Chris Weller: Electric 'Thinking Cap' Puts Your Brain Power Into High Gear

The Kosher Gourmet by Marlene Parrish A gift of hazelnuts keeps giving --- for a variety of nutty recipes: Entree, side, soup, dessert

April 4, 2014

Rabbi David Gutterman: The Word for Nothing Means Everything

Charles Krauthammer: Kerry's folly, Chapter 3

Amy Peterson: A life of love: How to build lasting relationships with your children

John Ericson: Older Women: Save Your Heart, Prevent Stroke Don't Drink Diet

John Ericson: Why 50 million Americans will still have spring allergies after taking meds

Cameron Huddleston: Best and Worst Buys of April 2014

Stacy Rapacon: Great Mutual Funds for Young Investors

Sarah Boesveld: Teacher keeps promise to mail thousands of former students letters written by their past selves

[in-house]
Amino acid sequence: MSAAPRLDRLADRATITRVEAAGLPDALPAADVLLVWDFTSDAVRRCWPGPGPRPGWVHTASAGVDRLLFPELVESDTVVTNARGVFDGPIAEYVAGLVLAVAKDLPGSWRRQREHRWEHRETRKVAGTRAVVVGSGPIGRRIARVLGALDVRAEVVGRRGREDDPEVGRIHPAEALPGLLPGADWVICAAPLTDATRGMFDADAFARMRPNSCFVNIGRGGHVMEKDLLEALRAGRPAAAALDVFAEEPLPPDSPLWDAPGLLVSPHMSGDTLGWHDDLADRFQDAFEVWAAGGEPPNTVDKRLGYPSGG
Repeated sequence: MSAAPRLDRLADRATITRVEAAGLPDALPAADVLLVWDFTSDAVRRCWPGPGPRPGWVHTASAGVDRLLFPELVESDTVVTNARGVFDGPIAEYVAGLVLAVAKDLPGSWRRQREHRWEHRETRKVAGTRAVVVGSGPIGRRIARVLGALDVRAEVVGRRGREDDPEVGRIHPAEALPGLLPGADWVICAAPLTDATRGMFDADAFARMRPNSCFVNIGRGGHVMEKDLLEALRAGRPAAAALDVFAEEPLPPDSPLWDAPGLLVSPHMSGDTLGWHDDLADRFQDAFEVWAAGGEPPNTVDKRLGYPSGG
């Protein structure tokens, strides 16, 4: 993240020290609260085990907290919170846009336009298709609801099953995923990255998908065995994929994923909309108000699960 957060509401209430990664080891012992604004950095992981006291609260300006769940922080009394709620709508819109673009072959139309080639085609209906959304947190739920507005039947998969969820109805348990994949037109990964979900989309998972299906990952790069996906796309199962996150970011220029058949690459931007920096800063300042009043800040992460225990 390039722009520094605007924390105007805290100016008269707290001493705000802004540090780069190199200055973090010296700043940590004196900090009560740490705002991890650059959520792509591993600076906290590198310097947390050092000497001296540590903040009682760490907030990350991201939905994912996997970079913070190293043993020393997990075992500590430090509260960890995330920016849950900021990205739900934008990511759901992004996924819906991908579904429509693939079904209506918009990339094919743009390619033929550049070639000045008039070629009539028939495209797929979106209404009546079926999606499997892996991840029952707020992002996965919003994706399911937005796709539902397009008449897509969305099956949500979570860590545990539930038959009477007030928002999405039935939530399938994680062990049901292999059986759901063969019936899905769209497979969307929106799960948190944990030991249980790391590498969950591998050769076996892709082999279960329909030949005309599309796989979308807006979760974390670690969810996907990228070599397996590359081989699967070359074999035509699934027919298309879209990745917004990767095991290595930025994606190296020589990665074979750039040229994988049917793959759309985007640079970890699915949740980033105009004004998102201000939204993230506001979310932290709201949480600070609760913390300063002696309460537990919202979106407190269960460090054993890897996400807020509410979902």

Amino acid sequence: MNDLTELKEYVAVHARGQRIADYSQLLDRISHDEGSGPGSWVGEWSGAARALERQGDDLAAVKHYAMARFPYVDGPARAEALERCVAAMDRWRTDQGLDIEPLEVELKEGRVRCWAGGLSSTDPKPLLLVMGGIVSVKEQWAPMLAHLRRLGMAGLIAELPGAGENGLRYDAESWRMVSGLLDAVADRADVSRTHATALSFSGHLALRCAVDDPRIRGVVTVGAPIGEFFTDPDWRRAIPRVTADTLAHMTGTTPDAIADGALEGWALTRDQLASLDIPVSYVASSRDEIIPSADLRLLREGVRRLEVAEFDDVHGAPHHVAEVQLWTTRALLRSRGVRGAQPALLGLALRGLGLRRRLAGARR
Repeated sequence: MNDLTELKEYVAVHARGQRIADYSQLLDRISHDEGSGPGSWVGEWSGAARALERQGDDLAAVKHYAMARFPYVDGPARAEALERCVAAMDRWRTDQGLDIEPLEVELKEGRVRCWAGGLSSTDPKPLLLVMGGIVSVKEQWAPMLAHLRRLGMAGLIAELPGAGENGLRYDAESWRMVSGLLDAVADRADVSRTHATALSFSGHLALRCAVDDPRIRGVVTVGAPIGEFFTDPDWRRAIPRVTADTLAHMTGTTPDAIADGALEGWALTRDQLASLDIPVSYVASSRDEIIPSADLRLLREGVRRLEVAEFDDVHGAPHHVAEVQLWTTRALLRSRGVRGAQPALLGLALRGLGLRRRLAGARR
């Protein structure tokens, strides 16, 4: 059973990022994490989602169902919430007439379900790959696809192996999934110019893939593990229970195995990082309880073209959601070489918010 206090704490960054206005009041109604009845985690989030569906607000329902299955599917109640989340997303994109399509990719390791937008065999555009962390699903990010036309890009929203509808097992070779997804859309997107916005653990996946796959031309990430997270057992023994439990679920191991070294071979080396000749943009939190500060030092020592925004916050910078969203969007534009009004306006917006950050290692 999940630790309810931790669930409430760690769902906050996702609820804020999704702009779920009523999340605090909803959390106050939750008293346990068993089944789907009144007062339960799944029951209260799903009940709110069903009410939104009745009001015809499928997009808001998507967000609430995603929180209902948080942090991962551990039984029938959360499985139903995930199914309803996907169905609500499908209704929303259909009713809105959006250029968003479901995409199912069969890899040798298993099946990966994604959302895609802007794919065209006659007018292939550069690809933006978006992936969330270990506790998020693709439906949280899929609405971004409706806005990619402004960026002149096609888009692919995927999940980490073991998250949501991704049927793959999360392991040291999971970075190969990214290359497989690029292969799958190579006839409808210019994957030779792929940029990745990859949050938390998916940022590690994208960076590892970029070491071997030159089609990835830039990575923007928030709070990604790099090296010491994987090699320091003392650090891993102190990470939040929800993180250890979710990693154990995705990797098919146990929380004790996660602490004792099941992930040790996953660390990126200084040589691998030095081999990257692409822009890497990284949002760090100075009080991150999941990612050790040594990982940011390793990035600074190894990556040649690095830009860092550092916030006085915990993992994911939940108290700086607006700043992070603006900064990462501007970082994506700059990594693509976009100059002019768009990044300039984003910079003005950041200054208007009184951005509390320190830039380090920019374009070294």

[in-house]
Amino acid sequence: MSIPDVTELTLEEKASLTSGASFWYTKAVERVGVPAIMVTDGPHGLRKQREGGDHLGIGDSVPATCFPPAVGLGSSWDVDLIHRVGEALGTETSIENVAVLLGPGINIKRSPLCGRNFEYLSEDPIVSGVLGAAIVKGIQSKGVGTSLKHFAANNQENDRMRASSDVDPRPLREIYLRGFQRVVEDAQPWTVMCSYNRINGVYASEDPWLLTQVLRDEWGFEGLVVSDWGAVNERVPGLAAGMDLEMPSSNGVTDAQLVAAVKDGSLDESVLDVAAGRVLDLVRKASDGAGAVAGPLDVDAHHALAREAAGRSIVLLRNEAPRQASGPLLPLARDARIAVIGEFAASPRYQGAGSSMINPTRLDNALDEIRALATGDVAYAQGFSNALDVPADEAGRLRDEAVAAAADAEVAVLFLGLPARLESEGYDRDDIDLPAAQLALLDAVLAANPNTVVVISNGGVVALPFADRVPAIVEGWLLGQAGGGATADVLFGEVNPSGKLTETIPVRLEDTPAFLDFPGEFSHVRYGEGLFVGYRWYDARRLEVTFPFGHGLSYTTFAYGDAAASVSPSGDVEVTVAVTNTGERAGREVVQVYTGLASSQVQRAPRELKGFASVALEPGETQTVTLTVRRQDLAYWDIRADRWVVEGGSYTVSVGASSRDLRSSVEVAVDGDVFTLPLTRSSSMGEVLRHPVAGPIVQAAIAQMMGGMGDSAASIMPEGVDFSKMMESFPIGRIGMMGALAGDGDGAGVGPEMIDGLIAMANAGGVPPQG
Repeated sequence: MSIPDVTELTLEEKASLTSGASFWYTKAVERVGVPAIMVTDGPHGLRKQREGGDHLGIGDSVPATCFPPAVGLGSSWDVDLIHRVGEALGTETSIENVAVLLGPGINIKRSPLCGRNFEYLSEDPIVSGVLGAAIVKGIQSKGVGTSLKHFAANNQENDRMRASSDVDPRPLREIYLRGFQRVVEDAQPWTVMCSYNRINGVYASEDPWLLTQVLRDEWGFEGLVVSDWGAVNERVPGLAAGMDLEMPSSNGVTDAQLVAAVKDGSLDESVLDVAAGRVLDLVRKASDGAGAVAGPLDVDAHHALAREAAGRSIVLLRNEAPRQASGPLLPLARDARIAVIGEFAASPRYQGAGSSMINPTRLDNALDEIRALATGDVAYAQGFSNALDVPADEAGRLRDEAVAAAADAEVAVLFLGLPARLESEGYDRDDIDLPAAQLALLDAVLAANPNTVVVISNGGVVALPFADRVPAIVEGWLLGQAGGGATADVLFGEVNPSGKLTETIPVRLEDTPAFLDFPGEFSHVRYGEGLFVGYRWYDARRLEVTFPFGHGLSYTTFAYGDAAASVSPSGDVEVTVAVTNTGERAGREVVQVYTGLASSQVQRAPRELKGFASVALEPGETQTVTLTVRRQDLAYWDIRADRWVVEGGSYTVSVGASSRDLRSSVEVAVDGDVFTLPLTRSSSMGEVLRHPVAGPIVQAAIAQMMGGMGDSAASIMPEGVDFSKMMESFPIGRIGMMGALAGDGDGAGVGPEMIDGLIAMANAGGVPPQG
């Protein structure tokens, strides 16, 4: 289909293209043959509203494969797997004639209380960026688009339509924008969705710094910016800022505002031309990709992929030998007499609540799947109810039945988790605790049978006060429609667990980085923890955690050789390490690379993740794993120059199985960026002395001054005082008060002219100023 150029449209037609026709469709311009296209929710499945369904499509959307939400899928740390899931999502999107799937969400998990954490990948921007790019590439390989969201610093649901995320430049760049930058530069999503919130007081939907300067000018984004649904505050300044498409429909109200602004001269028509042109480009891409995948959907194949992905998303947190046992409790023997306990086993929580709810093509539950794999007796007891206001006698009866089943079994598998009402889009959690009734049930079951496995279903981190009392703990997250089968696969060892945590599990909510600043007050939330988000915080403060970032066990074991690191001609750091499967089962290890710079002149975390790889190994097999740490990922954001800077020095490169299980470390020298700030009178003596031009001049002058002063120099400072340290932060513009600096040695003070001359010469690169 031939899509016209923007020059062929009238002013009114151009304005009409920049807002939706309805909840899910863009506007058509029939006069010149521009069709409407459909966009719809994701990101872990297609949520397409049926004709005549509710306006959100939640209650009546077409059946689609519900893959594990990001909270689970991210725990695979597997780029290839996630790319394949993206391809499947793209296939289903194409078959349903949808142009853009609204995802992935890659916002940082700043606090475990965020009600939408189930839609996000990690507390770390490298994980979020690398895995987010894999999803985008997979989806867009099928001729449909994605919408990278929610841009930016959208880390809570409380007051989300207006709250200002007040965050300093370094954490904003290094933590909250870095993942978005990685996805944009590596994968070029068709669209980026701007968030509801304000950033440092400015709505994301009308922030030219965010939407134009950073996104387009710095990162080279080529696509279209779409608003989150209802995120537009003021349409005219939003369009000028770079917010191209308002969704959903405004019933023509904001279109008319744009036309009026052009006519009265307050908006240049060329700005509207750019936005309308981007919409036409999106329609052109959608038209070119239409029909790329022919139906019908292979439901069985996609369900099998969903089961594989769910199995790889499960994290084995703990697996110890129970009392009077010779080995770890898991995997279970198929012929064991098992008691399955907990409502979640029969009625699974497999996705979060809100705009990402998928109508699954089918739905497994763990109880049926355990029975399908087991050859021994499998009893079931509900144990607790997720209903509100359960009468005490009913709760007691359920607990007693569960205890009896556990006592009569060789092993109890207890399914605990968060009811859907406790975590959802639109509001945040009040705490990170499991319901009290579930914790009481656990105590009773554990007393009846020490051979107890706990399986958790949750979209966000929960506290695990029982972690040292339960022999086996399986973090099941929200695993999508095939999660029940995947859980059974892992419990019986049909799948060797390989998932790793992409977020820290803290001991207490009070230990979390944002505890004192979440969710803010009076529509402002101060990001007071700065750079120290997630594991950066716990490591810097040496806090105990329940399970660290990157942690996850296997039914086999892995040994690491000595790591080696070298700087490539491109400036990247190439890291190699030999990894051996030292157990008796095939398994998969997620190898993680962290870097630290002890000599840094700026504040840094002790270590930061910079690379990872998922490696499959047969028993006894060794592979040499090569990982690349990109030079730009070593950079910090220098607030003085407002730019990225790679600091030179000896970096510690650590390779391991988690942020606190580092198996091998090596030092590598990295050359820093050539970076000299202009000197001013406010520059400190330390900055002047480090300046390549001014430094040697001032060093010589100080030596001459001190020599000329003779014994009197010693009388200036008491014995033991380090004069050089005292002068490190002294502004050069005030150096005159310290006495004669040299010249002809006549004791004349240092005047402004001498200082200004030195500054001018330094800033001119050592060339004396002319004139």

The Kosher Gourmet by Sharon Thompson Anyone can make a salad, you say. But can they make a great salad? (SECRETS, TESTED TECHNIQUES + 4 RECIPES, INCLUDING DRESSINGS)

April 2, 2014

Paul Greenberg: Death and joy in the spring

Dan Barry: Should South Carolina Jews be forced to maintain this chimney built by Germans serving the Nazis?

Mayra Bitsko: Save me! An alien took over my child's personality

Frank Clayton: Get happy: 20 scientifically proven happiness activities

Susan Scutti: It's Genetic! Obesity and the 'Carb Breakdown' Gene

Lecia Bushak: Why Hand Sanitizer May Actually Harm Your Health

Stacy Rapacon: Great Funds You Can Own for $500 or Less

Cameron Huddleston: 7 Ways to Save on Home Decor

The Kosher Gourmet by Steve Petusevsky Exploring ingredients as edible-stuffed containers (TWO RECIPES + TIPS & TECHINQUES)

Jewish World Review Dec. 24, 2009 / 7 Teves 5770

Season's Greetings — and We'll See You in Court, or: The Christmas Wars

By Paul Greenberg